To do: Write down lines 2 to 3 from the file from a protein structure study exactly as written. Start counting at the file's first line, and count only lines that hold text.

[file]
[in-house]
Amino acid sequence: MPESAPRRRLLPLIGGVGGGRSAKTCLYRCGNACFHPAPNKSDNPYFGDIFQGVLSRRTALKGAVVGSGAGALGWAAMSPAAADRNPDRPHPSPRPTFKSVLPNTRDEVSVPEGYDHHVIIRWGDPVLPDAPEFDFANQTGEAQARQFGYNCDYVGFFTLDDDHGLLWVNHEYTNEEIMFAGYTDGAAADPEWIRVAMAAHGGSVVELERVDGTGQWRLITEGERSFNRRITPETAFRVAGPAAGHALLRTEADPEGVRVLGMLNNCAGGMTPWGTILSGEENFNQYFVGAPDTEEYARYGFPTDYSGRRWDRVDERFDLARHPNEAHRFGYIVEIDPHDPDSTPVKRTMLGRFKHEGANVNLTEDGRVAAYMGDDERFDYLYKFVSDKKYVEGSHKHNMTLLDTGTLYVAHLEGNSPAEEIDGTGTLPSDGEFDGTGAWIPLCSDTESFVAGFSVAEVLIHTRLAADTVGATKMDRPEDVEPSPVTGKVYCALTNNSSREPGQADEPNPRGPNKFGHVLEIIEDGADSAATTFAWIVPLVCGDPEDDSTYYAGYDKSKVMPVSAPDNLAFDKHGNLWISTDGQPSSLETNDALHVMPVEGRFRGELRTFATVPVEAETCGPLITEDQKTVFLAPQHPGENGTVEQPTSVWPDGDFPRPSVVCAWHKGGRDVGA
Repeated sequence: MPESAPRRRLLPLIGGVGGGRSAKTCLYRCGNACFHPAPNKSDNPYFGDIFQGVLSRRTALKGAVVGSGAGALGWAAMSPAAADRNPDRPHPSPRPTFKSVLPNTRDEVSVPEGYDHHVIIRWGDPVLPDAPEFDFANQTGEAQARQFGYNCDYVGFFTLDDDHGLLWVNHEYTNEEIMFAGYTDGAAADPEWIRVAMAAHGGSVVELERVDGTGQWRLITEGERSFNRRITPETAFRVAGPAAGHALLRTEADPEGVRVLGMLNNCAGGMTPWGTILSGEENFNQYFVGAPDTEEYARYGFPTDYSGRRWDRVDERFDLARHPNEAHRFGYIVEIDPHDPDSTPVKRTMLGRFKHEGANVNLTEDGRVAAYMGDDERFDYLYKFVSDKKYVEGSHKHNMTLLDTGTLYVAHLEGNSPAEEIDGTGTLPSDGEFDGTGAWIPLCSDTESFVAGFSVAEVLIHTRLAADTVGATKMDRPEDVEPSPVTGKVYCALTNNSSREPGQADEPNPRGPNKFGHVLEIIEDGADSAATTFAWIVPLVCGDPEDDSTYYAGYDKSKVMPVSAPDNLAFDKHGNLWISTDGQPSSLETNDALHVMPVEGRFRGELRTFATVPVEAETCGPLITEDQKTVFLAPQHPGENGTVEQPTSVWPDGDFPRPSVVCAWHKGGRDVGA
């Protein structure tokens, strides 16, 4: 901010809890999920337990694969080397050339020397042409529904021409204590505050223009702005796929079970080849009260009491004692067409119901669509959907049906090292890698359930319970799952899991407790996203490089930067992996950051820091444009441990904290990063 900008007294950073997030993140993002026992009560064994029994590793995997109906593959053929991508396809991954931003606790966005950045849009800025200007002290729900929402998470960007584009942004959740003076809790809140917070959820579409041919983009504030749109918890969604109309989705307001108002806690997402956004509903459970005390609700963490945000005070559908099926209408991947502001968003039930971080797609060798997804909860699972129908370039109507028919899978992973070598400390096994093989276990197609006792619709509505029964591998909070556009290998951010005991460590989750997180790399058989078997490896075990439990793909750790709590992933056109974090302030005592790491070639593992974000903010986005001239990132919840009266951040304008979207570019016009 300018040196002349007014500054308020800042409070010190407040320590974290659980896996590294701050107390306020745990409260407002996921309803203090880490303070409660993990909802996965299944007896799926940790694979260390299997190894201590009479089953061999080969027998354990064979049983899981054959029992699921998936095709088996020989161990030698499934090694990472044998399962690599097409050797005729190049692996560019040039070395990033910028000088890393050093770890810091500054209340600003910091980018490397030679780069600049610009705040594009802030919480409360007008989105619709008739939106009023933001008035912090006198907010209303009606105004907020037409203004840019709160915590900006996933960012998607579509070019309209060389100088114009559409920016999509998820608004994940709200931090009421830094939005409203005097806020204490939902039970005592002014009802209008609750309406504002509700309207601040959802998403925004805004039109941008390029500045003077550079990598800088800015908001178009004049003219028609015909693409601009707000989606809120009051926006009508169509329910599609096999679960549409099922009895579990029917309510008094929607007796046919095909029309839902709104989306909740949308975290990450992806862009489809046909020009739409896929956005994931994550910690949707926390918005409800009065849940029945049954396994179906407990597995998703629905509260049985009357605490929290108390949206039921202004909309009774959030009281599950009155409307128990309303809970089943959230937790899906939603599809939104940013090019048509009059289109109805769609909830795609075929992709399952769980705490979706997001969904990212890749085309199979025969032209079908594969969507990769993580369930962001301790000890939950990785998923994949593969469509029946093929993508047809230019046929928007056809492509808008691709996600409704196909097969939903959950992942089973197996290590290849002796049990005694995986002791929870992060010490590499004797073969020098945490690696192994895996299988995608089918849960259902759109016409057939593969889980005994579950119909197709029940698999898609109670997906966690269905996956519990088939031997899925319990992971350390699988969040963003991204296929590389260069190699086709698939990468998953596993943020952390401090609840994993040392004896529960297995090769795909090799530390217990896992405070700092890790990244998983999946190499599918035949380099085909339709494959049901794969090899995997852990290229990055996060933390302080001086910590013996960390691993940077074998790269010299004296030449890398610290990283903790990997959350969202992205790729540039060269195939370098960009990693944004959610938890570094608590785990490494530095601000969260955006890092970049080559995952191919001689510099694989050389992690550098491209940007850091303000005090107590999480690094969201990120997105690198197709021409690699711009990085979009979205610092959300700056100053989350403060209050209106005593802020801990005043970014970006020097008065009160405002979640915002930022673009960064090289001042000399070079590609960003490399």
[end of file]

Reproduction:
Amino acid sequence: MPESAPRRRLLPLIGGVGGGRSAKTCLYRCGNACFHPAPNKSDNPYFGDIFQGVLSRRTALKGAVVGSGAGALGWAAMSPAAADRNPDRPHPSPRPTFKSVLPNTRDEVSVPEGYDHHVIIRWGDPVLPDAPEFDFANQTGEAQARQFGYNCDYVGFFTLDDDHGLLWVNHEYTNEEIMFAGYTDGAAADPEWIRVAMAAHGGSVVELERVDGTGQWRLITEGERSFNRRITPETAFRVAGPAAGHALLRTEADPEGVRVLGMLNNCAGGMTPWGTILSGEENFNQYFVGAPDTEEYARYGFPTDYSGRRWDRVDERFDLARHPNEAHRFGYIVEIDPHDPDSTPVKRTMLGRFKHEGANVNLTEDGRVAAYMGDDERFDYLYKFVSDKKYVEGSHKHNMTLLDTGTLYVAHLEGNSPAEEIDGTGTLPSDGEFDGTGAWIPLCSDTESFVAGFSVAEVLIHTRLAADTVGATKMDRPEDVEPSPVTGKVYCALTNNSSREPGQADEPNPRGPNKFGHVLEIIEDGADSAATTFAWIVPLVCGDPEDDSTYYAGYDKSKVMPVSAPDNLAFDKHGNLWISTDGQPSSLETNDALHVMPVEGRFRGELRTFATVPVEAETCGPLITEDQKTVFLAPQHPGENGTVEQPTSVWPDGDFPRPSVVCAWHKGGRDVGA
Repeated sequence: MPESAPRRRLLPLIGGVGGGRSAKTCLYRCGNACFHPAPNKSDNPYFGDIFQGVLSRRTALKGAVVGSGAGALGWAAMSPAAADRNPDRPHPSPRPTFKSVLPNTRDEVSVPEGYDHHVIIRWGDPVLPDAPEFDFANQTGEAQARQFGYNCDYVGFFTLDDDHGLLWVNHEYTNEEIMFAGYTDGAAADPEWIRVAMAAHGGSVVELERVDGTGQWRLITEGERSFNRRITPETAFRVAGPAAGHALLRTEADPEGVRVLGMLNNCAGGMTPWGTILSGEENFNQYFVGAPDTEEYARYGFPTDYSGRRWDRVDERFDLARHPNEAHRFGYIVEIDPHDPDSTPVKRTMLGRFKHEGANVNLTEDGRVAAYMGDDERFDYLYKFVSDKKYVEGSHKHNMTLLDTGTLYVAHLEGNSPAEEIDGTGTLPSDGEFDGTGAWIPLCSDTESFVAGFSVAEVLIHTRLAADTVGATKMDRPEDVEPSPVTGKVYCALTNNSSREPGQADEPNPRGPNKFGHVLEIIEDGADSAATTFAWIVPLVCGDPEDDSTYYAGYDKSKVMPVSAPDNLAFDKHGNLWISTDGQPSSLETNDALHVMPVEGRFRGELRTFATVPVEAETCGPLITEDQKTVFLAPQHPGENGTVEQPTSVWPDGDFPRPSVVCAWHKGGRDVGA